Ves Armor DMRA: http://www.mediafire.com/?v1t461x3cefbba7

 

And a crappy screenshot:

 

121967674-4.jpg

 

 

Mesh only, requires the original mod. Not too happy about the weighting on the jacket or the shirt. Bone weight copy only does so much, then you're forced to hand paint anything that is left over. Also suggest not to use any kind of animation that has an over-exaggerated bounce, something want's to clip through the front of the shirt and I'm currently not up to figuring out how to eliminate it. Shouldn't be too apparent with the more subtle animations.

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Few hours later' date=' and I now have something to share.

[/quote']

 

Goodness, Thorazine. I feel as if you've undone yourself this time. Don't be so modest; what seemed like a whole day's work, you managed to knock out in just three hours. Perhaps I know nothing about modding, but regardless, I commend you, good sir. Thank you for all your tireless effort, and I might add that the new sized armor looks quite gorgeous.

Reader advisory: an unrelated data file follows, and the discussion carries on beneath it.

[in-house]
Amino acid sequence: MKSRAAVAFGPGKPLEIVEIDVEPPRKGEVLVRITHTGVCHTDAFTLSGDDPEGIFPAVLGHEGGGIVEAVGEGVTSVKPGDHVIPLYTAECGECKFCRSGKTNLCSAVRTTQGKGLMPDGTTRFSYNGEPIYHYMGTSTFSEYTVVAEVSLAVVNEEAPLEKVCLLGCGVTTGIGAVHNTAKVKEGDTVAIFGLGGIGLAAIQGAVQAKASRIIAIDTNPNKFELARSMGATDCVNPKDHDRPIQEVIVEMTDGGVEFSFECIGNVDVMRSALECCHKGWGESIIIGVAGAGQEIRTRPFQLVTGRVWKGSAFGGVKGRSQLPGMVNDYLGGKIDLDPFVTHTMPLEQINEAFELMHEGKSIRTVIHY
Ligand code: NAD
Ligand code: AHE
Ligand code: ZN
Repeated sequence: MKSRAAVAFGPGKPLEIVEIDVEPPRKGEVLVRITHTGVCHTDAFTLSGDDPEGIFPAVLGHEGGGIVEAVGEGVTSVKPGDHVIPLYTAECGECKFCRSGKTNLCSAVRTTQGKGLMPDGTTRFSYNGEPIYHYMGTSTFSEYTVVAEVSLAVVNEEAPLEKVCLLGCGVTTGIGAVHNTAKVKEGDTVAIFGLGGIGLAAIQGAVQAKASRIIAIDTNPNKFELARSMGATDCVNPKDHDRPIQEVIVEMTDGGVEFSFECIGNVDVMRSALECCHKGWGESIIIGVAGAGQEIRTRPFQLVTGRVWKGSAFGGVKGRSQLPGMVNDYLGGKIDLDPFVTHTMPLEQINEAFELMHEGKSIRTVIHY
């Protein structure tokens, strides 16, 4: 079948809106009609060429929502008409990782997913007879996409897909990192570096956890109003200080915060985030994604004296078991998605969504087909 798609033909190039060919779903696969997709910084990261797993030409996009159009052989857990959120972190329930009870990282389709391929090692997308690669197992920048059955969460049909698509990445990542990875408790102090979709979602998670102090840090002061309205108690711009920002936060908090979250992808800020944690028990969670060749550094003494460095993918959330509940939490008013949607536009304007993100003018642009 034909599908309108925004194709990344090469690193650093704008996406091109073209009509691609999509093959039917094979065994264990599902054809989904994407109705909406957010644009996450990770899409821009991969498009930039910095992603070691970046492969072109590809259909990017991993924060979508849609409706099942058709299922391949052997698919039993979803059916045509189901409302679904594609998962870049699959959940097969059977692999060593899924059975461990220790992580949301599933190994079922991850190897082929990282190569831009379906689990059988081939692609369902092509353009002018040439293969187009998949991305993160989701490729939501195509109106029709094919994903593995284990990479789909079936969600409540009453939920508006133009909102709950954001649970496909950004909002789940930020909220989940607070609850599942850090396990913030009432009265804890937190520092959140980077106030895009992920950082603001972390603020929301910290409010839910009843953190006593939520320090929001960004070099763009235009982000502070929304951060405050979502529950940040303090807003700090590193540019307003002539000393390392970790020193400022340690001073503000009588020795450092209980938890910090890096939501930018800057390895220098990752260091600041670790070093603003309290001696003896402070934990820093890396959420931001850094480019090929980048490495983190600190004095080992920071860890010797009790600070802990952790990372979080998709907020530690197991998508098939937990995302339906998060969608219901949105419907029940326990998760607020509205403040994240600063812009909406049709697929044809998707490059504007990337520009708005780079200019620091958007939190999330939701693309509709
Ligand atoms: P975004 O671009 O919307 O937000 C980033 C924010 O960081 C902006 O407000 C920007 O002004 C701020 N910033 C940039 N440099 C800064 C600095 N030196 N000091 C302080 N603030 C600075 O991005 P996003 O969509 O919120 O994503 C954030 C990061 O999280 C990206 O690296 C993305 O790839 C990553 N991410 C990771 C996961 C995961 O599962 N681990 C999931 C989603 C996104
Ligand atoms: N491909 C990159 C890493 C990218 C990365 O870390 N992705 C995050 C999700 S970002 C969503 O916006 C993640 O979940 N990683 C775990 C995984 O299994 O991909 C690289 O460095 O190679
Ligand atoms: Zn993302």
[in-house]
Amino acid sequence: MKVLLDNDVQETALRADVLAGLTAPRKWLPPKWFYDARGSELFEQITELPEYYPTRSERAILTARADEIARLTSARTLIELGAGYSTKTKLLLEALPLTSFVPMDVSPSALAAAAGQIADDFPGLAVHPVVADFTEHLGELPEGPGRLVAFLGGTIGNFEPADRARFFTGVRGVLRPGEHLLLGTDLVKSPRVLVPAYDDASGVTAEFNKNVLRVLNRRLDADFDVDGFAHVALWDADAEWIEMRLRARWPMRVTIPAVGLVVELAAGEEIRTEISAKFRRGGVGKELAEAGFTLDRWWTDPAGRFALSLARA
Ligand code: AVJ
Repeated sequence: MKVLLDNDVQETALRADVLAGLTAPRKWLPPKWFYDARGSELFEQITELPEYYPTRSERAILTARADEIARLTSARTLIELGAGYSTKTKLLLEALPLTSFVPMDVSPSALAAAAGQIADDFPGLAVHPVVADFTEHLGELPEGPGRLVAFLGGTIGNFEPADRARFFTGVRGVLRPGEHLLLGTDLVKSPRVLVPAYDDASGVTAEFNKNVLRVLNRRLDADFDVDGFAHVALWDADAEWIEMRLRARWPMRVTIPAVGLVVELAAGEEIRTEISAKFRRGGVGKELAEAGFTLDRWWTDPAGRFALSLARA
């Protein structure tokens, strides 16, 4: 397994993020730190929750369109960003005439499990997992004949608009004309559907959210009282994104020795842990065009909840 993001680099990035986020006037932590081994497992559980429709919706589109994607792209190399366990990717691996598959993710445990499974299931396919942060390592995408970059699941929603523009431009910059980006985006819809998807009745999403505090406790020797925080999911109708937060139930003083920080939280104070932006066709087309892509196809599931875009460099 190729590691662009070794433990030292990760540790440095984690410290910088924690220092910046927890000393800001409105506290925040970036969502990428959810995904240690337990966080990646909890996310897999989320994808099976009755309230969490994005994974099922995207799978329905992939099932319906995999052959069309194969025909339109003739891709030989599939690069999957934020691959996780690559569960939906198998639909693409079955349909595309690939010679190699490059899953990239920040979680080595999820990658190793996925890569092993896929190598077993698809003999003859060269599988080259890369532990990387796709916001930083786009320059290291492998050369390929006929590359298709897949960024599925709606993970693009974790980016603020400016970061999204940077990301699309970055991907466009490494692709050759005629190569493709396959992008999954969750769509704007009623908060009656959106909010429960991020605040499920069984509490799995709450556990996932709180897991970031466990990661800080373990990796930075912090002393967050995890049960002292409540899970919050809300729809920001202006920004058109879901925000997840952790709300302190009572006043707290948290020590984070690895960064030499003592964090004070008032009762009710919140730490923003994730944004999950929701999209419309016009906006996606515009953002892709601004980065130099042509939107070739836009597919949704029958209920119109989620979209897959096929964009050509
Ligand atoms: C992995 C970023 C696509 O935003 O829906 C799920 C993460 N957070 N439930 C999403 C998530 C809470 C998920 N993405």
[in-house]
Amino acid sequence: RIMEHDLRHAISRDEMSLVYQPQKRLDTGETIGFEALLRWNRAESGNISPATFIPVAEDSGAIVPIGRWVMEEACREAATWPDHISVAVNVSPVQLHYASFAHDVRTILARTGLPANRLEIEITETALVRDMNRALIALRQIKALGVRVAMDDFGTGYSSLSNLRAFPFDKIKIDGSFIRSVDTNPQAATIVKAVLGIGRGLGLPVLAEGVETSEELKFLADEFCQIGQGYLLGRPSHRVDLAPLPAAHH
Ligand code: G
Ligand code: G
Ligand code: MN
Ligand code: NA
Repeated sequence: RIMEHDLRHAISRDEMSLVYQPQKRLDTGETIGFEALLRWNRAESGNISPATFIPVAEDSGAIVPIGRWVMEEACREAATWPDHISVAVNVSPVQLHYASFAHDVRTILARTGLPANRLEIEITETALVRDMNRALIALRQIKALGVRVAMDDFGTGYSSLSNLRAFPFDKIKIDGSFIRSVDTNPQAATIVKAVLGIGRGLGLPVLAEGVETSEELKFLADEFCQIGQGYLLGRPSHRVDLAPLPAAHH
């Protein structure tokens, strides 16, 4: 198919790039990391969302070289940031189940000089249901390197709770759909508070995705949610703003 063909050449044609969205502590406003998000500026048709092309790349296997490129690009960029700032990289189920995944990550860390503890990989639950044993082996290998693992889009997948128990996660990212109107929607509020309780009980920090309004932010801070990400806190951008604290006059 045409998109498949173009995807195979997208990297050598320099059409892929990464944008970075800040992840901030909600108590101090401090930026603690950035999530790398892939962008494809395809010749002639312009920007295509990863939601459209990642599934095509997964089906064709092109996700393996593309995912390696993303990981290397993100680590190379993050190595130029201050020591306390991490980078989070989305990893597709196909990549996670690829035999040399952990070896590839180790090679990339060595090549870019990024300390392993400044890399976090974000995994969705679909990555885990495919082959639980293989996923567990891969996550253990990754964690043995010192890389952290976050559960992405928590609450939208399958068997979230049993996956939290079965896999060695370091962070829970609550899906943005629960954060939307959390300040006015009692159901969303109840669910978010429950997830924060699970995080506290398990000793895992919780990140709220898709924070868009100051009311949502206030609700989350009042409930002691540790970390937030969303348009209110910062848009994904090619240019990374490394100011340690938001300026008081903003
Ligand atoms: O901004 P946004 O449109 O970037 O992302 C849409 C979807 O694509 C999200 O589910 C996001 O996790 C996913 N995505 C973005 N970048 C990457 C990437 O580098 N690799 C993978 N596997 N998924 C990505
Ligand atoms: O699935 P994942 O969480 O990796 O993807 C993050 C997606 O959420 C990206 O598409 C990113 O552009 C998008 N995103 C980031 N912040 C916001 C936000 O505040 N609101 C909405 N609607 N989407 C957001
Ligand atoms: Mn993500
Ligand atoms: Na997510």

Might I suggest you add this to The Box so that no one forgets that it was you who brought this to us in the first place?

 

Once again, kudos.

 

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Few hours later' date=' and I now have something to share.

[/quote']

 

Goodness, Thorazine. I feel as if you've undone yourself this time. Don't be so modest; what seemed like a whole day's work, you managed to knock out in just three hours. Perhaps I know nothing about modding, but regardless, I commend you, good sir. Thank you for all your tireless effort, and I might add that the new sized armor looks quite gorgeous.

 

Might I suggest you add this to The Box so that no one forgets that it was you who brought this to us in the first place?

 

Once again, kudos.

 

Thanks for the kudos!

I definately plan to post it in my thread as a full release.